And Pinto P makes a good point too - some stallions get a little more "into themselves" when they are breeding - a little more edge, and that can be tougher to ride, tougher to get relaxation. Stallions who live cover often feel that even more, because any mare is a potential sperm repository

    AND - this is a biggy for some of us... When my stallion is collected, he is tired afterwards. It is a big strain on their hocks and back! We actually increase his feed on collection days. So, the last thing you want is a tired out competition horse
    We find that how a stallion reacts to breeding and how "up and on the muscle" they are is stallion dependent. During breeding season, it can be tough keeping weight on a stallion and with the additional strain, stress and requirements of a competing stallion, it can be even worse.

    Ground collecting can help with the back and hock strain (as well as the not being able to take them off the grounds during FEI events ) but man, some stallions that literally just pace the fence can be a real challenge to keep weight on. Those 3, 4 and 5 year old boys seem to be the worst - if they make it through that stage, most settle into a routine and while they may not be easy keepers, at least get better about what they expect.

    One option for some stallions is to have frozen available - but not all stallions freeze, and not all MOs will deal with frozen.
    I think freezing is becoming more and more common place and an easier option for mare owners. And, those stallions that freeze the percentages aren't that much different than those that will ship cooled. About 30% will freeze and freeze really well. About 40% will freeze adequately and give a commercially acceptable freeze and about 30% don't freeze well. And, with the 30% that don't freeze well, sometimes it's just a matter of tweaking or trying different extenders to get something that is acceptable.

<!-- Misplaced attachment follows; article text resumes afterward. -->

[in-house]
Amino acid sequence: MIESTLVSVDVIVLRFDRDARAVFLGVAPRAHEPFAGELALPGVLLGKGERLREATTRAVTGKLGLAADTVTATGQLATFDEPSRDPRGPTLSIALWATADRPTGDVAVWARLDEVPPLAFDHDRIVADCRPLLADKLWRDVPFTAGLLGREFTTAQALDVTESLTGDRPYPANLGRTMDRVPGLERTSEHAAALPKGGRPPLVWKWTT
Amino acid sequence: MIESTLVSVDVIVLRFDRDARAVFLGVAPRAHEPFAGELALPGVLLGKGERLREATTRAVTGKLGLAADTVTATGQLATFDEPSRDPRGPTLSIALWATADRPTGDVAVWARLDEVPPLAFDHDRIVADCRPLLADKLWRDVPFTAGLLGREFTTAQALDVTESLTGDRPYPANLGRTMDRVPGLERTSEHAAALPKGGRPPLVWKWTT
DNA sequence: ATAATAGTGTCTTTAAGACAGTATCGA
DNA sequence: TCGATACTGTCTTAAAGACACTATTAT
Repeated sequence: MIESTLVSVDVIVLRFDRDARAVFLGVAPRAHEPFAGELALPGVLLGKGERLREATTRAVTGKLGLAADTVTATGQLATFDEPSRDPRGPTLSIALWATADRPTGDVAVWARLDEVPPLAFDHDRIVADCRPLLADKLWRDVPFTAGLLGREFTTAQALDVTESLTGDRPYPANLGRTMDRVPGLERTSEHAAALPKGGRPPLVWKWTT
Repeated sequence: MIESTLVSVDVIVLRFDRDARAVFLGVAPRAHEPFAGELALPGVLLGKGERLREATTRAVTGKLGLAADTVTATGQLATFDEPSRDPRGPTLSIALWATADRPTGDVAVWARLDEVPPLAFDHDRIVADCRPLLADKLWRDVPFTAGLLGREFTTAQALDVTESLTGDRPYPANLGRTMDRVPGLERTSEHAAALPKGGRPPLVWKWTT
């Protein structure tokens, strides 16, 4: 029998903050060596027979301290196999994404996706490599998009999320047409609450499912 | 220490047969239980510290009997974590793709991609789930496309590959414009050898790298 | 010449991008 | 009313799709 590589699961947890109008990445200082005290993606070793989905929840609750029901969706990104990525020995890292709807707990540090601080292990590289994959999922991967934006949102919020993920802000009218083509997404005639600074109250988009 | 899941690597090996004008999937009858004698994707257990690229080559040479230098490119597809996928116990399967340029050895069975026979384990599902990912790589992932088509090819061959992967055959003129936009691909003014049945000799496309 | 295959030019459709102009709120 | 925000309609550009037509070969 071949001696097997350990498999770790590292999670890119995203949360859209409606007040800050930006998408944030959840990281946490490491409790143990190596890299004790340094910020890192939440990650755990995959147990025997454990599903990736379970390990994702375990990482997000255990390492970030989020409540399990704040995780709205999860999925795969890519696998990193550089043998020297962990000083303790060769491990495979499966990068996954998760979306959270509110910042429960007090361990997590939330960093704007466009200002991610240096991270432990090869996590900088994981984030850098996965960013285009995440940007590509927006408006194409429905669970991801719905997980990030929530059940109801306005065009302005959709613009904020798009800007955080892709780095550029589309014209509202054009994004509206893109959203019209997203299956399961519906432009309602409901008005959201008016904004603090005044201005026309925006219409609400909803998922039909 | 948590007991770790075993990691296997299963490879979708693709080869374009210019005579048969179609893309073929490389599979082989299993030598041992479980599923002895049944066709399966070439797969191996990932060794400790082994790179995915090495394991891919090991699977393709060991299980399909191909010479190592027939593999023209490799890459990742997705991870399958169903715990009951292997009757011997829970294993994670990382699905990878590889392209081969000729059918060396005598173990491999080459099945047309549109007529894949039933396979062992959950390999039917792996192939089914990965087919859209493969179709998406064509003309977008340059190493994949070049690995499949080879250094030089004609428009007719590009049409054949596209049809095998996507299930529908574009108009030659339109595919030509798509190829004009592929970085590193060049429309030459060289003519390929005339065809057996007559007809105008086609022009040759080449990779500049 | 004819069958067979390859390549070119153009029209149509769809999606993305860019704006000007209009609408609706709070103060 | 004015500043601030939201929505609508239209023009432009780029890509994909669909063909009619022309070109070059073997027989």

It's not rocket science and while it may be intimidating, especially if you're buying it by the dose, I think it's a phenomenal option for stallion owners who want to compete their boys without the problems associated with having to collect during a competition. But, it does need to be made "user friendly".

    I kinda look at it that if you're going to offer your stallion commercially, you really need to be available for mare owners. I think the thing that really makes mare owners angry is when they book to the stallion and after booking, the stallion owner makes it difficult to get semen. If the SO knows that they're going to be competing a lot and that it is really disruptive to the stallion to collect AND compete, don't offer him that year or only offer him with frozen. At least the mare owner will know what to expect up front.

    Hope that helps!

    Kathy St.Martin
    Equine Reproduction Short Courses
    http://www.equine-reproduction.com
    Check out our Fall Enrollment Special!



  20. #20
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    Jun. 15, 2006
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    rolling hills of southern Indiana
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    Well,

    We're just a bitty bitty farm and until I'm done with Grad School we won't have to TIME to really get our very capable stallion "out there" showing and competing. . . sigh. . he really deserves to be in the Ring or on a cross country course he would really enjoy himself! So, for now, I am focusing on breeding him and offering him AI or Live Cover. He's doing a fan-dango job at his studly duties ;-) Now if only I could find a trainer. . who . . .LOVES Connemaras

    If we did have him in training/competing I would most definately offer both stud services as well as competitions. . . it would be a real job scheduling wise. . but I believe that stallions learn when it's time to breed and when it's time to do other jobs ;-)
    Willow Run Connemaras
    Home of: "Willow Boy" (*Chiltern Colm ex *Sillbridge Miranda by Thunderbolt)
    ~Irish Connemara Ponies for Sport and Pleasure~
    www.willowrunconnemaras.com